Bendis is known for telling a story purposely out of chronological order. He did so with "Underboss," and as those of us in the Book Club figured out, the choice to tell that story out of order was a cheap way to disguise how simplistic that story was. I'm worried that is what's going to happen with Golden Age. However, I kind of like Bont so far. I also like Vito Corleone, and obviously those two characters are very similar.

Bendis is also known for completely disregarding continuity, and I think this issue is Exhibit A. While I like that the black and white pages represent the Golden Age (World War II), and that the pages with the Ben-Day dots represent the early period of Daredevil's career (his yellow period), I'm afraid that I just know too much to be able to freely accept the story Bendis and Maleev are trying to tell. The big problem is the depiction of Melvin. He didn't become the Gladiator until Daredevil #18, twelve issues after Daredevil's last adventure in yellow. For well over a decade Melvin was one of Matt's most irredeemable and dangerous villains, yet Bendis shows Melvin to not only have a long history with Daredevil at this time, but also trying to rehabilitate himself. It just doesn't match up with what I know about Daredevil and his supporting cast at all, and that's a big problem for me.

I don't know why Bendis wouldn't use one of the villains from the first six issues of Daredevil. That would make more sense. Why not have Bont confront Electro or the Matador? Or the Owl? Or one of the Enforcers?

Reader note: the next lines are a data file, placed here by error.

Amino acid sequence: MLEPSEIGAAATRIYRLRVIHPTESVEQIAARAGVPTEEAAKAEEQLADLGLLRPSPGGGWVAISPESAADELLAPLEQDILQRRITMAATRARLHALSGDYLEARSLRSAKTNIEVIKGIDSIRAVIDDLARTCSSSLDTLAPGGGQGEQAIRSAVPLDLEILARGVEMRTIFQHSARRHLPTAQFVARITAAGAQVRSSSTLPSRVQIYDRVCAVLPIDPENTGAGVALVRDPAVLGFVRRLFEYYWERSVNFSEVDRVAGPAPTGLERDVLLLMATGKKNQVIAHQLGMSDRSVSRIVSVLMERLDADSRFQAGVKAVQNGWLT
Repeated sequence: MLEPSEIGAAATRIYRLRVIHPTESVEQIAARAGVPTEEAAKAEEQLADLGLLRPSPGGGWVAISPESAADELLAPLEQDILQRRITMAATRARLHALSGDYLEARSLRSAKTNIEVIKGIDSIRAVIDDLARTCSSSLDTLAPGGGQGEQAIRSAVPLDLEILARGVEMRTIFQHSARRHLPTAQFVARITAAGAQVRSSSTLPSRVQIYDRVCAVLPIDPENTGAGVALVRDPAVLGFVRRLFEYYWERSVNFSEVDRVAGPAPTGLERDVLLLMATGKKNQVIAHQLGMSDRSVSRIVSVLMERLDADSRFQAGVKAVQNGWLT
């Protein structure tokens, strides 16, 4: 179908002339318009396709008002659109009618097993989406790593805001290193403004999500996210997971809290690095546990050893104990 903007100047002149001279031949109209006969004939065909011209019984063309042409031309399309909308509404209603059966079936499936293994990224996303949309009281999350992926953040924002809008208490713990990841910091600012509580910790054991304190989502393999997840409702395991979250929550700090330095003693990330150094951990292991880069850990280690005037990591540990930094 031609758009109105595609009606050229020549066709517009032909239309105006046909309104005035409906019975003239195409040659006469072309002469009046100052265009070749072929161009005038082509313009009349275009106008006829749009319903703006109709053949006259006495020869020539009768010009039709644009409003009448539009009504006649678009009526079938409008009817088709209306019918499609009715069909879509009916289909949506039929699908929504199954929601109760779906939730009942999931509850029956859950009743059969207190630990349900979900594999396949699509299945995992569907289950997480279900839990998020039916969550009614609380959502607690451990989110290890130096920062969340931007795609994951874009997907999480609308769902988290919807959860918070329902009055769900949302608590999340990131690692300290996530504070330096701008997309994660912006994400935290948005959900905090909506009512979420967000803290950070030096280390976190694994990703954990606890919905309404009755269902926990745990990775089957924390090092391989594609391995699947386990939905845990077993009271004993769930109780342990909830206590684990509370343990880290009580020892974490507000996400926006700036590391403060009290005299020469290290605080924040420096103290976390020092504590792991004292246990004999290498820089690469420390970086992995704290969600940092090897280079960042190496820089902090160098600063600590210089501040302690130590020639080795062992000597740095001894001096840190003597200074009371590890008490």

Another big problem for me was the incorrect blades on Melvin's wrists. Instead of drawing circular saw blades, Alex Maleev draws a spinning dagger? Why is he doing this? Does he think it's correct? Or is he like Bendis, and he doesn't care if it's right or not -- it's what he wants to do.

All these little things serve as distractions for me, and prevent me from enjoying what may be a pretty good story. These distractions don't have to be here. I see other choices that Bendis and Maleev could have made that would have been less distracting.

For the most part, I don't mind the story. Bont is a compelling enough character on which to centre this narrative. I'm assuming he heard the news that Matt is Daredevil, and that's why he returned to the kitchen -- to kill him. I would rather know how he captured Matt at the top of this issue, but I assume Bendis will eventually tell us.

As for the World War II era scene with the Defender -- I had never heard of that character before. A quick Google search showed that this character indeed existed, appearing in U.S.A. Comics and The Twelve. He fought enemy forces in Europe and Central America, so it seems odd (and a little disrespectful) to show this character meeting his end by having a lowly gangster get the drop on him and shoot him in the back of the head. I suppose it made Bont look big to the rest of the criminal underworld, but it's sad that it came at the expense of a historic character like the Defender. It comes off as a bit gratuitous. The Defender shows up out of nowhere and gets offed very quickly.